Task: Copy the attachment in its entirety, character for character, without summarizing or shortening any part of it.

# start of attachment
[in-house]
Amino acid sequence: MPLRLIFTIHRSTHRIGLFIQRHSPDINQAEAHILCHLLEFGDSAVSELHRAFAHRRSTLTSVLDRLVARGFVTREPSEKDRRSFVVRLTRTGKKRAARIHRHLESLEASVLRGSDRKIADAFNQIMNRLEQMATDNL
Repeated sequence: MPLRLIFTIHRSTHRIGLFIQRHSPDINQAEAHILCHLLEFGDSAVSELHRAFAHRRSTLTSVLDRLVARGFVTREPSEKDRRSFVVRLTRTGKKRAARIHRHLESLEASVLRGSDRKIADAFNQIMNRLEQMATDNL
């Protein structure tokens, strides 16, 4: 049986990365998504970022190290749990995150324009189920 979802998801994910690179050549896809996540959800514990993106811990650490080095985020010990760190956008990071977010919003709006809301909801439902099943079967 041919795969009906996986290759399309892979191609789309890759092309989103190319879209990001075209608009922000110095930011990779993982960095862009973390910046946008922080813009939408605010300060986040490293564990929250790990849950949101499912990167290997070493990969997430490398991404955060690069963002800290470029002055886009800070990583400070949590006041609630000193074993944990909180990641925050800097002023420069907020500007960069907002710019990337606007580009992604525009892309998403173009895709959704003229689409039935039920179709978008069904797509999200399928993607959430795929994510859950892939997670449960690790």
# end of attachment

[in-house]
Amino acid sequence: MPLRLIFTIHRSTHRIGLFIQRHSPDINQAEAHILCHLLEFGDSAVSELHRAFAHRRSTLTSVLDRLVARGFVTREPSEKDRRSFVVRLTRTGKKRAARIHRHLESLEASVLRGSDRKIADAFNQIMNRLEQMATDNL
Repeated sequence: MPLRLIFTIHRSTHRIGLFIQRHSPDINQAEAHILCHLLEFGDSAVSELHRAFAHRRSTLTSVLDRLVARGFVTREPSEKDRRSFVVRLTRTGKKRAARIHRHLESLEASVLRGSDRKIADAFNQIMNRLEQMATDNL
């Protein structure tokens, strides 16, 4: 049986990365998504970022190290749990995150324009189920 979802998801994910690179050549896809996540959800514990993106811990650490080095985020010990760190956008990071977010919003709006809301909801439902099943079967 041919795969009906996986290759399309892979191609789309890759092309989103190319879209990001075209608009922000110095930011990779993982960095862009973390910046946008922080813009939408605010300060986040490293564990929250790990849950949101499912990167290997070493990969997430490398991404955060690069963002800290470029002055886009800070990583400070949590006041609630000193074993944990909180990641925050800097002023420069907020500007960069907002710019990337606007580009992604525009892309998403173009895709959704003229689409039935039920179709978008069904797509999200399928993607959430795929994510859950892939997670449960690790």